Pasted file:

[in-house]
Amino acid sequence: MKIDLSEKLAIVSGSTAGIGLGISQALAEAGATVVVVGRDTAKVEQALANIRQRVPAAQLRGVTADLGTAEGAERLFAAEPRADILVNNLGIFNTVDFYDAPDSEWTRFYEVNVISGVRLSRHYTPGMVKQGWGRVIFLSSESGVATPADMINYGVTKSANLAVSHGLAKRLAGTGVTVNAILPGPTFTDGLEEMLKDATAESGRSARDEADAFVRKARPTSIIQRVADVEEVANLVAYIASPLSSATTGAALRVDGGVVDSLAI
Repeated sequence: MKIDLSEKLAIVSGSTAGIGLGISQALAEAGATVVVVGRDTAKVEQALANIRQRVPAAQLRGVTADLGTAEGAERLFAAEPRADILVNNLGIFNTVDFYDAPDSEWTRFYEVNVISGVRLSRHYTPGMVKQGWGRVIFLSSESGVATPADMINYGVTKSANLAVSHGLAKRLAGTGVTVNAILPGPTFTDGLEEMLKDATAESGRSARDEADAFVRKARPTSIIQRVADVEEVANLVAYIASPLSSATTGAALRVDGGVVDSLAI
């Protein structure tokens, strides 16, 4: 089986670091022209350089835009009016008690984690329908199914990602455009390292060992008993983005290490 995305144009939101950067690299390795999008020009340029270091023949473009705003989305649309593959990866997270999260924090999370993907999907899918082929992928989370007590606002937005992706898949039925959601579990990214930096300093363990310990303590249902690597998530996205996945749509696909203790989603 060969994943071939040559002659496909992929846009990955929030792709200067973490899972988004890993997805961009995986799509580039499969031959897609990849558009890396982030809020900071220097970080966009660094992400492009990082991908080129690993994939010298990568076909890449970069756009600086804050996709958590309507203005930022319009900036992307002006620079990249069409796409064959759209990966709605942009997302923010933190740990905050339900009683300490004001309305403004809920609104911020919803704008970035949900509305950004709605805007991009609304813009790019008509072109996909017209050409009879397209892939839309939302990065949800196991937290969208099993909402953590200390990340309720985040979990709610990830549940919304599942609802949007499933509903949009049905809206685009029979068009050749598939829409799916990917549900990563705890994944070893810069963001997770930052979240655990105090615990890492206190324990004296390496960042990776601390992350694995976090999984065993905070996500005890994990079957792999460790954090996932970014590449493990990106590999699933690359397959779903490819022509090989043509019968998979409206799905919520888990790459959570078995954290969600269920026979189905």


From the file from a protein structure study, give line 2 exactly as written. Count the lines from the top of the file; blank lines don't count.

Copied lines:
Amino acid sequence: MKIDLSEKLAIVSGSTAGIGLGISQALAEAGATVVVVGRDTAKVEQALANIRQRVPAAQLRGVTADLGTAEGAERLFAAEPRADILVNNLGIFNTVDFYDAPDSEWTRFYEVNVISGVRLSRHYTPGMVKQGWGRVIFLSSESGVATPADMINYGVTKSANLAVSHGLAKRLAGTGVTVNAILPGPTFTDGLEEMLKDATAESGRSARDEADAFVRKARPTSIIQRVADVEEVANLVAYIASPLSSATTGAALRVDGGVVDSLAI